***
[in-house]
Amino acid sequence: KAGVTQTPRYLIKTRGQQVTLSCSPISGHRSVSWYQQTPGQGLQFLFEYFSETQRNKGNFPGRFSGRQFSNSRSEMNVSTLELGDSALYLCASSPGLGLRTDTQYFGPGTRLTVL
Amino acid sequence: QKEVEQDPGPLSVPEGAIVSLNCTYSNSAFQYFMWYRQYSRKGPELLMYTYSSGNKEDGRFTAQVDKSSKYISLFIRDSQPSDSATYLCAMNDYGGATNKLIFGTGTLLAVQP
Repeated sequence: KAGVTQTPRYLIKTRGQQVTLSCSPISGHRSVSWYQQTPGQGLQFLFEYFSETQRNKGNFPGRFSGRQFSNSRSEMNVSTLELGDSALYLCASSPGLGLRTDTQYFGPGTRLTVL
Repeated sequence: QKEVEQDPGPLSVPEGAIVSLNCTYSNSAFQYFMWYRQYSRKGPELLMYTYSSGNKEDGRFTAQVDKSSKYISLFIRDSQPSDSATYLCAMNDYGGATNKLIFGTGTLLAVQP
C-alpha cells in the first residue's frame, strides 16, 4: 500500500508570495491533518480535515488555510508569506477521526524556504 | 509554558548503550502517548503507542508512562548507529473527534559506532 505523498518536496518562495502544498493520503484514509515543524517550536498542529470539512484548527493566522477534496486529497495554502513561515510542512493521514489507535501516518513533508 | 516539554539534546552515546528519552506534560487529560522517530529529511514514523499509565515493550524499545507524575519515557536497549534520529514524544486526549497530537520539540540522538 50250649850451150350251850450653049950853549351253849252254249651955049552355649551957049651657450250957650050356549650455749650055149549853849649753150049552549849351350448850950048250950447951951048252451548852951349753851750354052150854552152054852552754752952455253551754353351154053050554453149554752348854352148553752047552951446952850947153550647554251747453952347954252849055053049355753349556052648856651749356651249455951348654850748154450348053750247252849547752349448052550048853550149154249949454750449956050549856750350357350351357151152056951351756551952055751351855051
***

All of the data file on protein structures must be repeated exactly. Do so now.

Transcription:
[in-house]
Amino acid sequence: KAGVTQTPRYLIKTRGQQVTLSCSPISGHRSVSWYQQTPGQGLQFLFEYFSETQRNKGNFPGRFSGRQFSNSRSEMNVSTLELGDSALYLCASSPGLGLRTDTQYFGPGTRLTVL
Amino acid sequence: QKEVEQDPGPLSVPEGAIVSLNCTYSNSAFQYFMWYRQYSRKGPELLMYTYSSGNKEDGRFTAQVDKSSKYISLFIRDSQPSDSATYLCAMNDYGGATNKLIFGTGTLLAVQP
Repeated sequence: KAGVTQTPRYLIKTRGQQVTLSCSPISGHRSVSWYQQTPGQGLQFLFEYFSETQRNKGNFPGRFSGRQFSNSRSEMNVSTLELGDSALYLCASSPGLGLRTDTQYFGPGTRLTVL
Repeated sequence: QKEVEQDPGPLSVPEGAIVSLNCTYSNSAFQYFMWYRQYSRKGPELLMYTYSSGNKEDGRFTAQVDKSSKYISLFIRDSQPSDSATYLCAMNDYGGATNKLIFGTGTLLAVQP
C-alpha cells in the first residue's frame, strides 16, 4: 500500500508570495491533518480535515488555510508569506477521526524556504 | 509554558548503550502517548503507542508512562548507529473527534559506532 505523498518536496518562495502544498493520503484514509515543524517550536498542529470539512484548527493566522477534496486529497495554502513561515510542512493521514489507535501516518513533508 | 516539554539534546552515546528519552506534560487529560522517530529529511514514523499509565515493550524499545507524575519515557536497549534520529514524544486526549497530537520539540540522538 50250649850451150350251850450653049950853549351253849252254249651955049552355649551957049651657450250957650050356549650455749650055149549853849649753150049552549849351350448850950048250950447951951048252451548852951349753851750354052150854552152054852552754752952455253551754353351154053050554453149554752348854352148553752047552951446952850947153550647554251747453952347954252849055053049355753349556052648856651749356651249455951348654850748154450348053750247252849547752349448052550048853550149154249949454750449956050549856750350357350351357151152056951351756551952055751351855051